Student Presenters
, Kennebunk High School and The Climate Initiative

Addressing and responding to climate change take an all-hands-on deck approach. Join the speakers in this session to learn about ways they connect with students, professionals, and members of the community. Featured examples will include a Marine Docent approach to teaching the fundamentals of ocean acidification, the Seacoast Science Center’s new initiative to grow a network of citizen science partners that is community-driven and open to all, a new cohort-based immersion program, CoastWise, for students and professionals working on coastal resilience and marine resource management, and ways to engage local students in hands-on community-based mitigation and adaptation solutions from the Gulf of Maine Field Studies Class.

Preparing for Flooding: The Role of Citizen Science, Community Planning, and Insurance

Parker Gassett, Maine Sea Grant
Hannah Baranes, Gulf of Maine Research Institute
Sue Baker
, Maine Department of Agriculture, Conservation & Forestry

Flooding can happen anywhere, anytime, so how can communities and the insurance industry prepare? This session will highlight how citizen science can be used to build community understanding of localized flooding; how climate preparedness can be integrated into routine community planning efforts; and how FEMA has taken a transformational leap forward to deliver more equitable flood insurance rates that better reflect a property’s flood risk.

Managing a Changing Coastline through Regulation, Mitigation, and Adaptation

Marybeth Richardson, Maine Department of Environmental Protection
Nathan Dill, Ransom Engineers
Scott Hayward, Ransom Engineers
Dean Lessard, Town of York, Maine
Pete Hanrahan, Hanrahan Environmental, LLC
Noah Slovin, SLR Consulting

This session will examine a wide range of approaches to creating resilient coastal communities, including regulating development and redevelopment, modifying existing coastal barriers, mitigating the erosive effects of artificial structures, and instituting community-scale adaptation approaches. Presentations will include an overview of Maine’s approach to regulating development in the coastal sand dune system; a case study of the Long Sands Beach seawall reconstruction in York, Maine according to those rules; an examination of Camp Ellis (Saco, Maine), its history and lessons learned; and ideas on how to keep our coastal communities thriving in the face of rising seas.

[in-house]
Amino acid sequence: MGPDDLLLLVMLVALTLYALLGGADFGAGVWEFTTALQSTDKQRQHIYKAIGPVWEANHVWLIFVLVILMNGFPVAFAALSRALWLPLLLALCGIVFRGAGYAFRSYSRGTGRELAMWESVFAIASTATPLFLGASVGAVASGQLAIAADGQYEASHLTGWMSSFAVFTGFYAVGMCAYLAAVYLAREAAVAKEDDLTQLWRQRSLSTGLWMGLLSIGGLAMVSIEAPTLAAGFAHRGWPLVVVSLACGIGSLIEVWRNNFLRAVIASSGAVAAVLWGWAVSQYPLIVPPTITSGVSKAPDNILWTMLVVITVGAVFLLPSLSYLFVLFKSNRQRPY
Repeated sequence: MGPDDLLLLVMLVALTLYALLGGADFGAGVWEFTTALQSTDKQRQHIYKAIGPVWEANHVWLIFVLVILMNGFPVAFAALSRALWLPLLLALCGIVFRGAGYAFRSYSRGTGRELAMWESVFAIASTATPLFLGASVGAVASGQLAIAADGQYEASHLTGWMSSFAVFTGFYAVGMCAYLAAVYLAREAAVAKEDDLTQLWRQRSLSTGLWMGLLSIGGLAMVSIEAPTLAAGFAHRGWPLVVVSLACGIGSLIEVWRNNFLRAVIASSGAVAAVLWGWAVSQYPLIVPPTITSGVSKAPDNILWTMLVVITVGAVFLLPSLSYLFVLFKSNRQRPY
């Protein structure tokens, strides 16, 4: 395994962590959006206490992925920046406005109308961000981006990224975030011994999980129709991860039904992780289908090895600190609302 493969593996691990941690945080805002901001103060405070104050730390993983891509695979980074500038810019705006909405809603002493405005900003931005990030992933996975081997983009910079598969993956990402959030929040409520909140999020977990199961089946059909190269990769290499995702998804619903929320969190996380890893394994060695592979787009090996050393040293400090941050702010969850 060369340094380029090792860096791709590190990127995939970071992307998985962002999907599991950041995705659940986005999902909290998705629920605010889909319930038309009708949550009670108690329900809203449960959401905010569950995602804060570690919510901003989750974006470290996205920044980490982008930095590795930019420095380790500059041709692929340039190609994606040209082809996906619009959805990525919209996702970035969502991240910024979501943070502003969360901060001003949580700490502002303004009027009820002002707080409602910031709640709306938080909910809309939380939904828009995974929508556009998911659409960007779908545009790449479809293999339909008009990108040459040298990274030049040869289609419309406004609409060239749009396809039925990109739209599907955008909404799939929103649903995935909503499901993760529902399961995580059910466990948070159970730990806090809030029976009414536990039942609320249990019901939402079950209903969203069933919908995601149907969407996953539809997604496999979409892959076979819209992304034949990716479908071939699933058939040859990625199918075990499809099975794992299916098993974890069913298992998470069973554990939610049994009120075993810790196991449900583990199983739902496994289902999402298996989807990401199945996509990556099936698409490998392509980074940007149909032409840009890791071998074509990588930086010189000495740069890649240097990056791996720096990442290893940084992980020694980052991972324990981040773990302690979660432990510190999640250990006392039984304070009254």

Utilizing traditional and local knowledge to advance climate resilience

Jessica Brunacini, Wells National Estuarine Research Reserve
Denise Pouliot
, The Cowasuck Band of the Pennacook Abenaki People
Paul Pouliot, Cowasuck Band of the Pennacook Abenaki People
Cameron Wake, University of New Hampshire
Carrigan Cyr, Traip Academy
Kristen Grant, Maine Sea Grant and UMaine Cooperative Extension

The communities that are most vulnerable to climate change are typically excluded from actively participating within the resilience decision-making process. This session will feature four examples of how engagement and inclusion of these diverse community perspectives can help identify local impacts of climate change and find more creative and equitable strategies for advancing resilience while protecting the environment.

12:15 – 1:00 | Lunch & Workshops

12:15 – 2:00 | Field Trip

$10 additional fee charged

Protecting Strawbery Banke and Portsmouth from Sea-Level Rise

Rodney Rowland, Strawberry Banke Museum

Explore the sea-level rise impacts at the Strawberry Banke Museum and see progress being made to understand and mitigate these impacts. Leave with actions steps to help make a difference in protecting our history and our planet.

1:00 – 1:45 | Plenary II

Tracing fossil fuel companies’ contributions to ocean warming, acidification and sea level rise

Brenda Ekwurzel, Union of Concerned Scientists

Scientists know today that a significant percentage of warming, ocean acidification and the increase in global sea level rise can be traced to the emissions from products of 88 major fossil fuel producers and cement manufacturers. This presentation will explain how science is able to trace these changes to responsible parties, and the audience will learn where this science is being used by states and municipalities in courtrooms across the country to hold these companies accountable and to pay their fair share of the costs of climate impacts.

1:45 – 2:00 | Next Steps

Call to action

Cory Riley, Great Bay National Estuarine Research Reserve

2:00 – 2:45 | Break, Workshop and Multimedia Session with refreshments

2:45 – 4:15 | Concurrent Session II

Dive in! Hands on activities to inspire coastal engagement

Kate Leavitt, Seacoast Science Center
Gabrielle Broderick, University of Maine
Kristen Thompson, University of Maine
Kelle Loughlin, Great Bay Discovery Center
Gabriela Bradt, University of New Hampshire